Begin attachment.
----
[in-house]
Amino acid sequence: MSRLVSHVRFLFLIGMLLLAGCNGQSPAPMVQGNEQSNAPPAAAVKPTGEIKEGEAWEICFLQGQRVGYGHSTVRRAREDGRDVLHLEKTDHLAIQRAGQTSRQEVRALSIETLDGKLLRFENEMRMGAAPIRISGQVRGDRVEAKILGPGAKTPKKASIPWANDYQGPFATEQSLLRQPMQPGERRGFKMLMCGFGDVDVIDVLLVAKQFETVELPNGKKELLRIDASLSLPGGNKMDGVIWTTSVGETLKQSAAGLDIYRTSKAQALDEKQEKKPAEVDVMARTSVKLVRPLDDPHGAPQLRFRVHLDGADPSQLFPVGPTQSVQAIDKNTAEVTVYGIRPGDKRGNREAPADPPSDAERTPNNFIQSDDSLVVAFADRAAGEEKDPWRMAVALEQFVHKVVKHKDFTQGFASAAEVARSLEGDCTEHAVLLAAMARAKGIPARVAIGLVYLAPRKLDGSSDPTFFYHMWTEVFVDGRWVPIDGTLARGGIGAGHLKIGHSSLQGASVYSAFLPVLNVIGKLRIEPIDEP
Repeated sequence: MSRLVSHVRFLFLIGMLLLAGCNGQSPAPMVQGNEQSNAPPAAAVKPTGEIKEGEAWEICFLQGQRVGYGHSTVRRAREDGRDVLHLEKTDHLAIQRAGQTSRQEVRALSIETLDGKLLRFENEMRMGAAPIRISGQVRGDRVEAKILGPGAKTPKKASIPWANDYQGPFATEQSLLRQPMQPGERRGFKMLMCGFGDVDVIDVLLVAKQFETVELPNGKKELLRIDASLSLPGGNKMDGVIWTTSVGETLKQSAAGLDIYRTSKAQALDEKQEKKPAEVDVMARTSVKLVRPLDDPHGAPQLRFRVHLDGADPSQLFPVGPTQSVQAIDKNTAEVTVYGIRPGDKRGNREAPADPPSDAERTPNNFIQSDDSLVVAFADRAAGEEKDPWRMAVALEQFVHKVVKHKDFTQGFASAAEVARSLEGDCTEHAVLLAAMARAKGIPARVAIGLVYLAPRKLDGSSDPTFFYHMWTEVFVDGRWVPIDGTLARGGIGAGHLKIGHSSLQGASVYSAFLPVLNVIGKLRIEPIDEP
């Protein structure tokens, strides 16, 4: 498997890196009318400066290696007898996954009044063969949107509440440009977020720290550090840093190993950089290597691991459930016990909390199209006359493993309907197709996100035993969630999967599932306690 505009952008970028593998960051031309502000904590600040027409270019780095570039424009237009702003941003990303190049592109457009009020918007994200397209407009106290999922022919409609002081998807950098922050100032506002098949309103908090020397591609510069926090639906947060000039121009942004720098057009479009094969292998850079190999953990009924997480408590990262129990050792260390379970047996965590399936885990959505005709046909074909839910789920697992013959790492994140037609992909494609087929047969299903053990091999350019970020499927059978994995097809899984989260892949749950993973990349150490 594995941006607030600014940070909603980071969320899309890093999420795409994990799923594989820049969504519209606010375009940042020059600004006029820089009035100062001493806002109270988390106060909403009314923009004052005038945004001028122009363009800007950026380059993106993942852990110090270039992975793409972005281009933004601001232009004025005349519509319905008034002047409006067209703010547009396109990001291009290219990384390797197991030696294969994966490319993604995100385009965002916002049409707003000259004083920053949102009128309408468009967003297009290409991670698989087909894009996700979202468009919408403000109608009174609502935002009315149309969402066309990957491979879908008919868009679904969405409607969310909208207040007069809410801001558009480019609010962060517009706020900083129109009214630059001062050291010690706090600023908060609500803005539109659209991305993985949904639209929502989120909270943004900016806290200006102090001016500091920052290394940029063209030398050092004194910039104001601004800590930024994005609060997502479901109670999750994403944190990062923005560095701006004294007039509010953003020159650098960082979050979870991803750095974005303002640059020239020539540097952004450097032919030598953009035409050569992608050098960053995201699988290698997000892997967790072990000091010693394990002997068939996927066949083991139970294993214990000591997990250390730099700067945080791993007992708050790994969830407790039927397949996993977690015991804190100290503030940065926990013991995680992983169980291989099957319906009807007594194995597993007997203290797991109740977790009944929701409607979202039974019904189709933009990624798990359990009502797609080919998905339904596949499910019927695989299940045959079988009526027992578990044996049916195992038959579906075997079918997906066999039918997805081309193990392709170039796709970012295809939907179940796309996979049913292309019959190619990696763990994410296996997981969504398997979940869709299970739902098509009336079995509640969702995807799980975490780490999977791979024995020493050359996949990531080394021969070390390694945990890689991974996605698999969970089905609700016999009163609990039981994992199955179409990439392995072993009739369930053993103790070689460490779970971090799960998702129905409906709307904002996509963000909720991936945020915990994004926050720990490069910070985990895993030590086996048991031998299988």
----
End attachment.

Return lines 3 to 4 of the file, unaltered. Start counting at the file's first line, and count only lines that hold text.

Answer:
Repeated sequence: MSRLVSHVRFLFLIGMLLLAGCNGQSPAPMVQGNEQSNAPPAAAVKPTGEIKEGEAWEICFLQGQRVGYGHSTVRRAREDGRDVLHLEKTDHLAIQRAGQTSRQEVRALSIETLDGKLLRFENEMRMGAAPIRISGQVRGDRVEAKILGPGAKTPKKASIPWANDYQGPFATEQSLLRQPMQPGERRGFKMLMCGFGDVDVIDVLLVAKQFETVELPNGKKELLRIDASLSLPGGNKMDGVIWTTSVGETLKQSAAGLDIYRTSKAQALDEKQEKKPAEVDVMARTSVKLVRPLDDPHGAPQLRFRVHLDGADPSQLFPVGPTQSVQAIDKNTAEVTVYGIRPGDKRGNREAPADPPSDAERTPNNFIQSDDSLVVAFADRAAGEEKDPWRMAVALEQFVHKVVKHKDFTQGFASAAEVARSLEGDCTEHAVLLAAMARAKGIPARVAIGLVYLAPRKLDGSSDPTFFYHMWTEVFVDGRWVPIDGTLARGGIGAGHLKIGHSSLQGASVYSAFLPVLNVIGKLRIEPIDEP
């Protein structure tokens, strides 16, 4: 498997890196009318400066290696007898996954009044063969949107509440440009977020720290550090840093190993950089290597691991459930016990909390199209006359493993309907197709996100035993969630999967599932306690 505009952008970028593998960051031309502000904590600040027409270019780095570039424009237009702003941003990303190049592109457009009020918007994200397209407009106290999922022919409609002081998807950098922050100032506002098949309103908090020397591609510069926090639906947060000039121009942004720098057009479009094969292998850079190999953990009924997480408590990262129990050792260390379970047996965590399936885990959505005709046909074909839910789920697992013959790492994140037609992909494609087929047969299903053990091999350019970020499927059978994995097809899984989260892949749950993973990349150490 594995941006607030600014940070909603980071969320899309890093999420795409994990799923594989820049969504519209606010375009940042020059600004006029820089009035100062001493806002109270988390106060909403009314923009004052005038945004001028122009363009800007950026380059993106993942852990110090270039992975793409972005281009933004601001232009004025005349519509319905008034002047409006067209703010547009396109990001291009290219990384390797197991030696294969994966490319993604995100385009965002916002049409707003000259004083920053949102009128309408468009967003297009290409991670698989087909894009996700979202468009919408403000109608009174609502935002009315149309969402066309990957491979879908008919868009679904969405409607969310909208207040007069809410801001558009480019609010962060517009706020900083129109009214630059001062050291010690706090600023908060609500803005539109659209991305993985949904639209929502989120909270943004900016806290200006102090001016500091920052290394940029063209030398050092004194910039104001601004800590930024994005609060997502479901109670999750994403944190990062923005560095701006004294007039509010953003020159650098960082979050979870991803750095974005303002640059020239020539540097952004450097032919030598953009035409050569992608050098960053995201699988290698997000892997967790072990000091010693394990002997068939996927066949083991139970294993214990000591997990250390730099700067945080791993007992708050790994969830407790039927397949996993977690015991804190100290503030940065926990013991995680992983169980291989099957319906009807007594194995597993007997203290797991109740977790009944929701409607979202039974019904189709933009990624798990359990009502797609080919998905339904596949499910019927695989299940045959079988009526027992578990044996049916195992038959579906075997079918997906066999039918997805081309193990392709170039796709970012295809939907179940796309996979049913292309019959190619990696763990994410296996997981969504398997979940869709299970739902098509009336079995509640969702995807799980975490780490999977791979024995020493050359996949990531080394021969070390390694945990890689991974996605698999969970089905609700016999009163609990039981994992199955179409990439392995072993009739369930053993103790070689460490779970971090799960998702129905409906709307904002996509963000909720991936945020915990994004926050720990490069910070985990895993030590086996048991031998299988």